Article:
Depending on the tenant’s use, the tenant may need to comply with the Americans with Disabilities Act (ADA) or other codes and regulations. Leases vary in allocation of responsibility for compliance with laws, but as with the build-out situation, the smaller tenant’s budget is often tight, and the tenant needs to make sure that the lease is clear on who is responsible for compliance with applicable laws. The tenant should ensure that the lease places special emphasis on requiring the landlord to deliver the premises in compliance with applicable law (or at least knowing the deficiencies and what it will cost to remedy them), on changes in laws occurring after delivery, and on required changes to the premises as a direct result of the tenant’s particular use. For the landlord’s part, it will require the tenant to build all of its improvements in compliance with applicable law. Moreover, the landlord will want the tenant to be responsible for compliance with all future laws and regulations affecting the tenant’s premises. Accordingly, smaller tenants should understand what costs are involved in code compliance given their businesses and then budget for these expenditures. In the case of new construction, the landlord will usually warrant that the premises, when delivered to the tenant, will comply with all applicable laws, including ADA and hazardous materials laws. In older buildings, however, the landlord may take the position that the tenant accepts the premises as-is, with no warranties for compliance. Before the tenant considers accepting the premises as-is, it must perform a thorough inspection. Even then it will be taking a risk (magnitude unknown) that it will later encounter undiscovered problems that could be extremely expensive to remedy (for example, hazardous materials removal, structural instability, among others). Similarly, in older buildings, the tenant must be cautious about taking on responsibility for compliance with future laws and should consider excluding laws relating to changes in the structure or building systems (upgrades to HVAC system to remove CFCs, seismic upgrades, and so on). Another possible protection is for the tenant to negotiate for a cap on costs it must bear for unanticipated problems, providing that, if the problem were too expensive to remedy, either the landlord would bear the cost or the tenant could terminate the lease.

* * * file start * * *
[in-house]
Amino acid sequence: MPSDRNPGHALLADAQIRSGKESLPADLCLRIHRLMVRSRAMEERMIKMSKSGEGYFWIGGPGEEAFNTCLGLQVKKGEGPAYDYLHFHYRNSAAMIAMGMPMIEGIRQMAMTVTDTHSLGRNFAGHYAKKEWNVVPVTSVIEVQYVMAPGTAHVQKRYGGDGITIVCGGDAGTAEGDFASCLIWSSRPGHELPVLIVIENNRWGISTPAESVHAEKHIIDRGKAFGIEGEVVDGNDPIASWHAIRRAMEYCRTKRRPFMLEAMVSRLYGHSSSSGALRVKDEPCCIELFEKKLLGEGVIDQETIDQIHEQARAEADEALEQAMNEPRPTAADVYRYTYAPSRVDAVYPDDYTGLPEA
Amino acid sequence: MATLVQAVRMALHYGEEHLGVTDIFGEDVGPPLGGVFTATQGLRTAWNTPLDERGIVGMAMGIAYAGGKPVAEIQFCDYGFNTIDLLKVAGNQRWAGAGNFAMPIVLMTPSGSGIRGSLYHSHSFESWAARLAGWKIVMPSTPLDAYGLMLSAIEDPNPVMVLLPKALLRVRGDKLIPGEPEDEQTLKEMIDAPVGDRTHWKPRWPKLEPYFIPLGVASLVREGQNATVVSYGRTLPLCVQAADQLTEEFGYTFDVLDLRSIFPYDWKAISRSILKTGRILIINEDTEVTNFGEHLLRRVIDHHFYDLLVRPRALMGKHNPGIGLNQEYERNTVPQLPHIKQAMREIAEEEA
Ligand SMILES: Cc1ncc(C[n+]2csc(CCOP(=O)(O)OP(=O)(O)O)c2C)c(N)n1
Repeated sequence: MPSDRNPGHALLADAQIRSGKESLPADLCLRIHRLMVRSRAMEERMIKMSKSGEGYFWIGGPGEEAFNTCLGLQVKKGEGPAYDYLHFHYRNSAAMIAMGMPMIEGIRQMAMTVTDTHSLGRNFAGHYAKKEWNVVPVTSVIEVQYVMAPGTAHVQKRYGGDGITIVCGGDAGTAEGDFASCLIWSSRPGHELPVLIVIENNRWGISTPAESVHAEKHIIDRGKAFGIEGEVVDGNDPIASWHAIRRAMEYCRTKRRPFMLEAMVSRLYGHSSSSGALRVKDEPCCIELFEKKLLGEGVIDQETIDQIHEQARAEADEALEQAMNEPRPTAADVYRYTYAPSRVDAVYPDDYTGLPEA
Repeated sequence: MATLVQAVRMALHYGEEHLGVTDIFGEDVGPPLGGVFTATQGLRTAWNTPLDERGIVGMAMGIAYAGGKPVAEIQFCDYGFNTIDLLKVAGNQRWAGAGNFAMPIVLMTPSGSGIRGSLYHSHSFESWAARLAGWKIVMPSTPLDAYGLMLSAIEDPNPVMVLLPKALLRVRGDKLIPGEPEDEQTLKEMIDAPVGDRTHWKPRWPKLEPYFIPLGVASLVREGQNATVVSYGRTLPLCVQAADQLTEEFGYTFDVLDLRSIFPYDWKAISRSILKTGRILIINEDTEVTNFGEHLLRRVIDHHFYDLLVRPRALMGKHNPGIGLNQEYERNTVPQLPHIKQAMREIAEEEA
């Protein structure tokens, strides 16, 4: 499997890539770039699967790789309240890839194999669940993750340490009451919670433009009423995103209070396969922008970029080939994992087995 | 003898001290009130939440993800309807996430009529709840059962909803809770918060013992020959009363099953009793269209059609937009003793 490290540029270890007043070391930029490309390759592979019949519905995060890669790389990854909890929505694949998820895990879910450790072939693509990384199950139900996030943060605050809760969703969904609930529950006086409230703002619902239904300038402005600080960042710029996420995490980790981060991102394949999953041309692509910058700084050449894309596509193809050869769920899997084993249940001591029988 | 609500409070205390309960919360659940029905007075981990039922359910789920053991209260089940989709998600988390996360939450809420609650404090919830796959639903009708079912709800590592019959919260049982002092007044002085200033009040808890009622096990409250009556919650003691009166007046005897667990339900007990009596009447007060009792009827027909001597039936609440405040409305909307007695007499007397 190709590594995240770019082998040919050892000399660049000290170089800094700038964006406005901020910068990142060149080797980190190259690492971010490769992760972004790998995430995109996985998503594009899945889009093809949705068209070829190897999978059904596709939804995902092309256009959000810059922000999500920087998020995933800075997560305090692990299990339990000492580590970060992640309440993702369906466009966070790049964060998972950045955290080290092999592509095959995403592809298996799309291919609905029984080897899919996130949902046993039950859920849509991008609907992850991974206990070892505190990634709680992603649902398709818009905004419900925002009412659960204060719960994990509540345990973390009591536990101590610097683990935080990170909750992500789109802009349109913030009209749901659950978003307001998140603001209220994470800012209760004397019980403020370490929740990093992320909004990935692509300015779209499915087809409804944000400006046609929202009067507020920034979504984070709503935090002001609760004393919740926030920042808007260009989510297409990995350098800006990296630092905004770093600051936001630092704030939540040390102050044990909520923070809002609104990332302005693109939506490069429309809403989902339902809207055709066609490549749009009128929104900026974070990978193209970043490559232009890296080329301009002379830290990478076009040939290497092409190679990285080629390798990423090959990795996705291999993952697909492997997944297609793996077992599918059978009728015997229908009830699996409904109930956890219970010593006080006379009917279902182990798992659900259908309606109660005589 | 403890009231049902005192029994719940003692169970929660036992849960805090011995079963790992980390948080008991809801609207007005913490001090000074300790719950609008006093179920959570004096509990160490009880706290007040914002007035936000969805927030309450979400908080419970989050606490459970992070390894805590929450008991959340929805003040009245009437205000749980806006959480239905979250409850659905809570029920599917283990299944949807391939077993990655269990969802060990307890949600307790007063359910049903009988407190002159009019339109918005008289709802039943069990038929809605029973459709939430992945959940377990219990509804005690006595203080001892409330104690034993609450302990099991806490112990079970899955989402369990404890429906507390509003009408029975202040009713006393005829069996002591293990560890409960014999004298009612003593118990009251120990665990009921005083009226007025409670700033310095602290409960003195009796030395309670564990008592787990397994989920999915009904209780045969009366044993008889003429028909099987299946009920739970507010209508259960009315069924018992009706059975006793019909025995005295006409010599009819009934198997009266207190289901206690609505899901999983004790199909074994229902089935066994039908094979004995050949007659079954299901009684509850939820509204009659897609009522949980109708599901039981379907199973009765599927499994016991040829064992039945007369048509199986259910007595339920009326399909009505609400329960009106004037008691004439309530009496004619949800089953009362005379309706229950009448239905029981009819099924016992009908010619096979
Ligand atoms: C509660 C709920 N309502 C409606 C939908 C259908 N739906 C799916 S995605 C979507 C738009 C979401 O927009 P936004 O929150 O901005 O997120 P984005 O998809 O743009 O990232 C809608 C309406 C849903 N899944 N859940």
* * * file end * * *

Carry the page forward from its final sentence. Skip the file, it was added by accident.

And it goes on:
In addition to ADA compliance, there may be compliance issues with laws relating to hazardous materials. The landlord will want the tenant to comply with all laws and regulations regarding hazardous materials and to indemnify the landlord for any damage or loss caused by the tenant’s violation of such laws. Usually the landlord will not offer smaller tenants a reciprocal covenant and indemnification regarding hazardous materials, resulting in a one-sided provision. At a minimum, the tenant should limit its compliance obligations to matters arising directly from the tenant’s activities in the premises.